Examples of a developing biofuel industry are in the Czech Republic and in Slovakia. The Czech Republic has already completed a programme for establishing 16 biodiesel plants and is the world leader in the number of plants per country. It already has some 70 000 t production capacity, the biggest single plant, with 30 000 t capacity, being located in Olomouc. There is also full tax relief for biodiesel granted for environmental reasons. Additionally, the level of VAT on biodiesel is reduced to only 5%.

8. Contents of the proposal

Article 1 defines the purpose and scope of the proposal.

Article 2 concerns biofuel definitions.

Article 3 obliges Member States to establish a minimum percentage by volume of biofuels to be sold in their respective markets.

Article 4 concerns reporting by the Member States and the Commission.

Articles 5 and 6 concern the committee procedure for adapting the annex of the proposed Directive to technical progress.

Articles 7, 8 and 9 concern the administrative provisions of the proposal.

The Annex to the proposal contains a list of liquid tha are considered to be biofuels and the schedule for the share of biofuels in the total fuel market.

2001/0265 (COD)

Proposal for a DIRECTIVE OF THE EUROPEAN PARLIAMENT AND OF THE COUNCIL on the promotion of the use of biofuels for transport


Having regard to the Treaty establishing the European Community, and in particular Article 175(1) thereof,

Having regard to the proposal from the Commission [11],

[11] OJ C

Having regard to the opinion of the Economic and Social Committee [12],

[12] OJ C

Having regard to the opinion of the Committee of the Regions [13],

[13] OJ C

Acting in accordance with the procedure laid down in Article 251 of the Treaty [14],

[14] OJ C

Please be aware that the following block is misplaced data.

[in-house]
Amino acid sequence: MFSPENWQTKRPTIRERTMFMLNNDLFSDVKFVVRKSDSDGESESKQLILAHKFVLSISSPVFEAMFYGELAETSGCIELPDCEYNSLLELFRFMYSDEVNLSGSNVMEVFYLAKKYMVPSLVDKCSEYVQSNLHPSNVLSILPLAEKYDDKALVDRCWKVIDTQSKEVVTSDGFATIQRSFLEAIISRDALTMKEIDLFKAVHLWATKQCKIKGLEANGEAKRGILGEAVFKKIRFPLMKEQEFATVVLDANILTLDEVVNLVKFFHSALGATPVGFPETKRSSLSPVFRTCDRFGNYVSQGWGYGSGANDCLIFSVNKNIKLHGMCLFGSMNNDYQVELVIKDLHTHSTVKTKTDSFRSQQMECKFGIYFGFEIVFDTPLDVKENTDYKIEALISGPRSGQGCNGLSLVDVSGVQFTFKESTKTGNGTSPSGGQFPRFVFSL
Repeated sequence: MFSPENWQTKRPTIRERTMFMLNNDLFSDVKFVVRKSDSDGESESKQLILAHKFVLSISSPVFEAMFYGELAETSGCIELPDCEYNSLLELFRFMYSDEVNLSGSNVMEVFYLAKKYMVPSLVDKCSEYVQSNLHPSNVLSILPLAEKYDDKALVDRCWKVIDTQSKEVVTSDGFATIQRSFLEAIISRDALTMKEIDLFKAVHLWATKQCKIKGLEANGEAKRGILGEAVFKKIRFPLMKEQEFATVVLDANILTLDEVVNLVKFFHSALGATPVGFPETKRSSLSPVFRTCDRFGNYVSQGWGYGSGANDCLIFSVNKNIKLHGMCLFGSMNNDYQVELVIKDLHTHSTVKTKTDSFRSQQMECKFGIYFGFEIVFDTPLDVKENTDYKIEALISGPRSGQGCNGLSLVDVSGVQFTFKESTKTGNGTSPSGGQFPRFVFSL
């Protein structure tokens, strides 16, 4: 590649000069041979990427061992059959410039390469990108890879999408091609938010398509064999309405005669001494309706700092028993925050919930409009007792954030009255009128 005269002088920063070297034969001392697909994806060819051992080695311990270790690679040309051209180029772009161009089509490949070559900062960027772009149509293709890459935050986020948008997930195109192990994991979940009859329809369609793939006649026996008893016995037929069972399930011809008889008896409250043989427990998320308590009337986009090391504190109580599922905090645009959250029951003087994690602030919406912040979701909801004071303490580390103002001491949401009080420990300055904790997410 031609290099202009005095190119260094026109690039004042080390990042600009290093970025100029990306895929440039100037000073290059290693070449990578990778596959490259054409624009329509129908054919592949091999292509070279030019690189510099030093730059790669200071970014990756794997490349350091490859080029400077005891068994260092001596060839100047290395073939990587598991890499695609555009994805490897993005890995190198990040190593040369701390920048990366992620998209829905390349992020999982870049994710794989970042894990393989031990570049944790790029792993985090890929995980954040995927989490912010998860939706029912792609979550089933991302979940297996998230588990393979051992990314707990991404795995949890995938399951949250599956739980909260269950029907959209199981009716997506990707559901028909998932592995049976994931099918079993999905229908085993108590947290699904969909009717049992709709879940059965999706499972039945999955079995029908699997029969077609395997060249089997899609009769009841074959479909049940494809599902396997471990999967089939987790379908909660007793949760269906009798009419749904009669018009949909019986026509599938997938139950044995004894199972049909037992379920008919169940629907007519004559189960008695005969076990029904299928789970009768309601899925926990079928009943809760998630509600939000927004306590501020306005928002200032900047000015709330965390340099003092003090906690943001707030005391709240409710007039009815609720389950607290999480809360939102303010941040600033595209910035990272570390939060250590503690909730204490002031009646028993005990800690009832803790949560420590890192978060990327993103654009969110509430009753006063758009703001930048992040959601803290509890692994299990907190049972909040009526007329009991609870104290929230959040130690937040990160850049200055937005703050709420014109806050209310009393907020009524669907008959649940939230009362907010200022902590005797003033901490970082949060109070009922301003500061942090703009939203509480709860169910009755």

(1) The European Council meeting at Gothenburg on 15 and 16 June 2001 adopted a Community strategy for sustainable development consisting in a set of measures, which include the development of biofuels.

(2) Natural resources, and their prudent and rational utilisation as referred to in Article 174(1) of the Treaty, include oil, natural gas and solid fuels, which are essential sources of energy but also the leading sources of carbon dioxide emissions.

(3) The transport sector accounts for more than 30% of final energy consumption in the Community and is expanding - a trend which is bound to increase, along with carbon dioxide emissions.

(4) Greater use of biofuels for transport forms a part of the package of measures needed to comply with the Kyoto Protocol, and of any policy package to meet further commitments.

(5) Increased use of biofuels for transport is one of the tools with which the Community can influence the global fuel market for transport and hence the security of energy supply in the medium and long term.

(6) Promoting the use of biofuels in keeping with good farming practices will create new opportunities for sustainable rural development in a more market-orientated Common Agriculture Policy.

(7) In its resolutions of 8 June1998 [15] and of 5 December 2000 the Council endorsed the Commission's Strategy and Action Plan for Renewable Energy Sources and requested specific measures in the biofuels sector.

[15] OJ C 198, 24.6.1998, p. 1.

(8) In its resolution of 18 June 1998 [16] the European Parliament called for an increase in the market share of biofuels to 2% over five years through a package of measures, including tax exemption and the establishment of a compulsory rate of biofuels for oil companies.

[16] OJ C 210, 6.7.1998, p. 215.

(9) The optimum method for increasing the share of biofuels in the national markets depends on the availability of resources and raw materials, on national policies to promote biofuels and on tax arrangements, and should therefore be left as far as possible to the policies of the oil companies and other parties concerned.

(10) National policies to promote the use of biofuels should not lead to prohibition of the free movement of fuels that meet the harmonised environmental specifications as laid down in Community legislation.